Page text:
Historical aspects of ultrasound in medicine
The first written document dealing with the use of waves in spatial orientation dates back to 1794, when Lazaro Spallanzani (“Opus coli di fisica”), analyzed the basic mechanisms of spatial orientation of the bats, proposing other mechanisms of spatial orientation than the visual – ophthalmic system.
It was in 1880 when Galton created and produced the apparatus that was able to produce the sound waves of the frequency of 40.000 Hz. The same year, the brothers Jacques et Pierre Curie noted that the electricity is created in the crystal of quartz under mechanical vibrating. This phenomenon was described as the piezoelectric effect. The Curie brothers also discovered the inverse piezoelectric effect, the ability of the liquid crystal to produce electricity under the vibrations produced by the ultrasound wave.
It was in 1912 that Richardson invented the echo locator based on the idea of ultrasound used for navigation and detection of objects in the water. In 1929, Sokolov proposed the theory of sound transmission and in the early thirties, the ultrasound was used to detect the defects in metal constructions.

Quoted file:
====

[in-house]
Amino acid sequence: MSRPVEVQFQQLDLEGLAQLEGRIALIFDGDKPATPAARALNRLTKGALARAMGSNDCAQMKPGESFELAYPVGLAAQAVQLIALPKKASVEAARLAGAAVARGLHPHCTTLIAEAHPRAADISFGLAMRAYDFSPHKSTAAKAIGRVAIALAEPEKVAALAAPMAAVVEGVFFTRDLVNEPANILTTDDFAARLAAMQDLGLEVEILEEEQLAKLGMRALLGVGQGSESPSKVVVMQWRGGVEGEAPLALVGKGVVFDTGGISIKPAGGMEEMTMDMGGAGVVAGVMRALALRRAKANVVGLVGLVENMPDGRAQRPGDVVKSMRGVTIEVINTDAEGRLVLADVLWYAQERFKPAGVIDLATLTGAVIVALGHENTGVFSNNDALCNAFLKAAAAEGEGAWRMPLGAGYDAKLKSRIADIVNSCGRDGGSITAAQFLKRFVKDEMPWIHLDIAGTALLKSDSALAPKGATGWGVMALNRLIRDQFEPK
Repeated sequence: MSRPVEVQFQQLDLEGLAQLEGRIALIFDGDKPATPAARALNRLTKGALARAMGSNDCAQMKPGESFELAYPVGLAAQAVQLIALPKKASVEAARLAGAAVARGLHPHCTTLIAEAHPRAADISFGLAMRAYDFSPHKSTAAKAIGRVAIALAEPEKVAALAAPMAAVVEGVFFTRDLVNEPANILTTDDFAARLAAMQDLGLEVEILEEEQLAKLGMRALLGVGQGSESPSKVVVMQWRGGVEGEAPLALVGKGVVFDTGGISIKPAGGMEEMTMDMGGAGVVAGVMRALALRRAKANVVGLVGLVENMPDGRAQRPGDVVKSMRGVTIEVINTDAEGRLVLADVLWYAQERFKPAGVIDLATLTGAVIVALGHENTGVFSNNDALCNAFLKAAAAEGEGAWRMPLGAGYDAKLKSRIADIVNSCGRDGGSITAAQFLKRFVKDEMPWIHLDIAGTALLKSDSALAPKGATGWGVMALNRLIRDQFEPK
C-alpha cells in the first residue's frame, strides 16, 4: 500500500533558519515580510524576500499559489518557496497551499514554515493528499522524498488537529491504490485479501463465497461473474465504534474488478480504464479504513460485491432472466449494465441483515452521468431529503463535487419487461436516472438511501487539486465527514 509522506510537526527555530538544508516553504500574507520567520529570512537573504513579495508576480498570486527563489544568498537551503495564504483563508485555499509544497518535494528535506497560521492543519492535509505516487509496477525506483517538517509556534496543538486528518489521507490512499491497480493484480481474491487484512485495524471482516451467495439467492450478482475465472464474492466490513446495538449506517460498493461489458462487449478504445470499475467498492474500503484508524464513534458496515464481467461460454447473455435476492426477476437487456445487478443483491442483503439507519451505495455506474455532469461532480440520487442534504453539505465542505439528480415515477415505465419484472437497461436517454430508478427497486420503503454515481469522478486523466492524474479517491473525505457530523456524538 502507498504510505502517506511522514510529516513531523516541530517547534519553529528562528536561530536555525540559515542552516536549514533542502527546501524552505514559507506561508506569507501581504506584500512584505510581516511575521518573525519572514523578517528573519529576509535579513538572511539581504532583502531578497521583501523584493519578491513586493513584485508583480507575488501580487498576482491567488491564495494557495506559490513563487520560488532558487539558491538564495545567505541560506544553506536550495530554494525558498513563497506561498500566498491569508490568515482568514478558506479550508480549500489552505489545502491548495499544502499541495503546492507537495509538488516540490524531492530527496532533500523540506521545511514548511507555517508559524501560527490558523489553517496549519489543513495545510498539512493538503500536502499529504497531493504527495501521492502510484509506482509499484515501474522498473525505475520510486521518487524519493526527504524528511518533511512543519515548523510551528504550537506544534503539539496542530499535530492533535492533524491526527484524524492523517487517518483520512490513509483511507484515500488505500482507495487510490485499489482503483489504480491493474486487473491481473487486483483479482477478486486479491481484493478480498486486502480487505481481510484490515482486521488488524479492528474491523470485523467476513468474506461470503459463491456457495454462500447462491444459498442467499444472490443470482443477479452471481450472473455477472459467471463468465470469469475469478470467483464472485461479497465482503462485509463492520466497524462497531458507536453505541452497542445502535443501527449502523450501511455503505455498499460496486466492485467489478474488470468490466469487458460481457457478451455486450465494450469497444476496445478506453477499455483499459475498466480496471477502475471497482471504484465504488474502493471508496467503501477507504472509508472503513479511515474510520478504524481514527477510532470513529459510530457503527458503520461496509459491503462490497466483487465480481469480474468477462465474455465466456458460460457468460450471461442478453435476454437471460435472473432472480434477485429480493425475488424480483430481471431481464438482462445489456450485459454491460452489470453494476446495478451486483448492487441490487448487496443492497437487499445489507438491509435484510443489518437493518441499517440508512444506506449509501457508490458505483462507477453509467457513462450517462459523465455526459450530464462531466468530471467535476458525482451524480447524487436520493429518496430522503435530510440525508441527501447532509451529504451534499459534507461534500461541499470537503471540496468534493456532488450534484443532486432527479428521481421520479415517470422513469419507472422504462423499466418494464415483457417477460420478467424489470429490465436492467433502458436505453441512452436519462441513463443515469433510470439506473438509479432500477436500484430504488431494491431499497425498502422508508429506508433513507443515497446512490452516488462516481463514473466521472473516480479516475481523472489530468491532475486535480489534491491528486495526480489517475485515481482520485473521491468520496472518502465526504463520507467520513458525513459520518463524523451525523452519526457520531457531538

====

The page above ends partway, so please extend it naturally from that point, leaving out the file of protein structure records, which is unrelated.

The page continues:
The Dussig brothers tried to implement the ultrasound in order to visualise the cerebral chambers in 1937, but their attempt ended with no results since the waves were not able to penetrate the osseous structures. Ludwig and Stuthers used the pulse ultrasound wave to present the gallbladder stones. Ian Donald introduced the ultrasound in diagnostic and medicine in 1956, when he used the one-dimensional A-mode (amplitude mode) to measure the parietal diameter of the fetal head. Two years later, Donald and Brown presented the ultrasound image of the female genital tumour. Brown invented the so-called “two-dimensional compound scanner”, which enabled the examiner to visualise the density of the tissue, which is often referred to as the turning point in the application of ultrasound in medicine. The commercial use of ultrasound devices dates back to 1963 when the B mode (“brightness mode”) devices were constructed, enabling the examiner to visualise the two-dimensional image. In the mid-seventies, the “grey scale” was introduced (Kossoff, Garrett) leading to the introduction of the real-time ultrasound scanners. A decade later the Doppler Effect served as the basis for the construction of the device that enabled the visualisation of blood circulation.
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